During the storytelling process, participants are encouraged to share good customer service stories because they have a positive tone and make us feel good. This is the feeling participants in these sessions should experience so they are better positioned to develop actions that will provide superb service to their customers.
The steps used for the “Tell Us a Story” process are straightforward yet extremely effective. (Before these sessions are undertaken, senior management needs to be on board with the process as they will be expected to implement recommendations arising from these sessions.)
To facilitate an effective group storytelling session, participants are provided with the session content and format prior to the session and requested to come to the session with two or three customer service stories, actual events they have experienced within the past year.
Each participant shares his or her story. After a story is shared, the group identifies the customer service attributes found in the story and documents them.
The group reviews the attributes list that has been built and compares each attribute to their own company experience. Dependent upon the size of the group and the list, this may be done in sub groups then summarized by the facilitator when the sub groups present their findings. At this point, the sessions are suspended until the customer sessions have been held. This will allow the employee participants evaluate the customer input and capture all the issues.
A gap analysis is performed and the gaps documented. With the gaps identified, the group starts the action planning stage. Dependent upon the size of the gap analysis and the number of actions identified, this process can be quite time consuming. It may require more than one session with the group to finalize the action plans. These plans are submitted in draft form to the management group for review and revision, as required.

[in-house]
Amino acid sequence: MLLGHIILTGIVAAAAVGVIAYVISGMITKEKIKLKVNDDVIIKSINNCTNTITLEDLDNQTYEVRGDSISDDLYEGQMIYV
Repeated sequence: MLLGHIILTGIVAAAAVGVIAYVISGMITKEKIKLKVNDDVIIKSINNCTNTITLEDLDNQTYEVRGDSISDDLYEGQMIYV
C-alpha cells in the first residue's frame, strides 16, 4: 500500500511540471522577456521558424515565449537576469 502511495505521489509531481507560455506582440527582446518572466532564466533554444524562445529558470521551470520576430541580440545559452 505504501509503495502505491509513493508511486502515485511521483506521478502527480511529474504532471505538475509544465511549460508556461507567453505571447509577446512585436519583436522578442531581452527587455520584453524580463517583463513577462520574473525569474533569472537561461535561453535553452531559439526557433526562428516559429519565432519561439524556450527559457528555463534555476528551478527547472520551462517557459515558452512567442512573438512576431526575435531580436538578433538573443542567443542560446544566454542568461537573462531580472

A management team is assembled to review the action plans and decide on the best method to proceed to address the requirements. Their decisions are shared with the employee group participants to explain the decisions, what will be implemented, and to keep them engaged in the process. Prior to the implementation of action plans, methods for measuring the results are developed and put in place. Without these measures, the business value of the storytelling process will be in question.
For the customer storytelling sessions, the focus is on identifying the positive attributes and selecting those the customers would most like to see their provider put in place. Actions taken by the service provider are shared with their customers and a process for securing their ongoing feedback implemented. In other words, on a frequent basis they are asked, “How are we doing now? What is working better for you?” To close the loop on the process, employees are provided with this customer feedback. And on it goes.
This process provides a collegial environment for both employee and customer group session participants. It encourages them to share their experiences—in an interesting and passionate manner. They are encouraged to apply these experiences to improve their own situation and building their relationships. And this process is relatively inexpensive as a learning and development activity.
The story shared about the courier company may be an extreme customer service situation but it happened and it was a good story.
And, everybody loves a good story.
About the Author
Donna Stevenson is the owner of Boomer Match to Business (BM2B). She is an expert in leadership development and employee engagement, working effectively with all three generations of employees, Boomers, Generation X and Y.